National Oceanic and
Atmospheric Administration
United States Department of Commerce


FY 1987

Distribution of chemical tracers in the eastern equatorial Pacific during and after the 1982–1983 El Niño/Southern Oscillation event

Feely, R.A., R.H. Gammon, B.A. Taft, P.E. Pullen, L.S. Waterman, T.J. Conway, J.F. Gendron, and D.P. Wisegarver

J. Geophys. Res., 92(C6), 6545–6558, doi: 10.1029/JC092iC06p06545 (1987)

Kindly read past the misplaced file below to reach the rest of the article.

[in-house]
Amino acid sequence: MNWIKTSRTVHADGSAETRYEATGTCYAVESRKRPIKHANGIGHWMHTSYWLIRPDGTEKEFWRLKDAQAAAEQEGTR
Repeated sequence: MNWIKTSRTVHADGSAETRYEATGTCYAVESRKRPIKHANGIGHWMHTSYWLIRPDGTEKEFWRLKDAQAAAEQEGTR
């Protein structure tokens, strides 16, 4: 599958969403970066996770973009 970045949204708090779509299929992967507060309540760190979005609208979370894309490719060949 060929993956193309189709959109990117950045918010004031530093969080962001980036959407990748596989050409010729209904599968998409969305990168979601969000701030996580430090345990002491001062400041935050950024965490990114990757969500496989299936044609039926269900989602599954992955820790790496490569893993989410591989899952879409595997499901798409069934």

During April 1983 and March-April 1984, two cruises were conducted in the central equatorial Pacific to determine the effects of the El Niño/Southern Oscillation (ENSO) event on the sea-air exchange of CO2. Measurements of total carbon dioxide, pCO2, total alkalinity, freon-11, salinity, temperature, oxygen, nutrients, and wind and current velocities were made along three meridional transects (158°W, April 1983; 150°W, March 1984; 170°W, April 1984). The cessation of upwelling during the ENSO event caused pCO2 concentrations in surface waters to decrease to near-saturation levels along the equator. The calculated net flux of CO2 across the sea-air interface was essentially negligible in the eastern equatorial Pacific during this period. However, when normal trade winds and consequent upwelling returned in late 1983 and early 1984, the equatorial region returned to a pCO2 condition of highly supersaturated surface waters in the region between 8°N and 8°S along the 150° and 170°W transects. The calculated post-ENSO sea-air flux of CO2 exceeded 6.0 mmol CO2 m−2 d−1. The mean annual CO2 flux in the equatorial Pacific was estimated to be 0.02 Gt of carbon during the 1982–1983 ENSO event as compared with 0.6 Gt during 1984.

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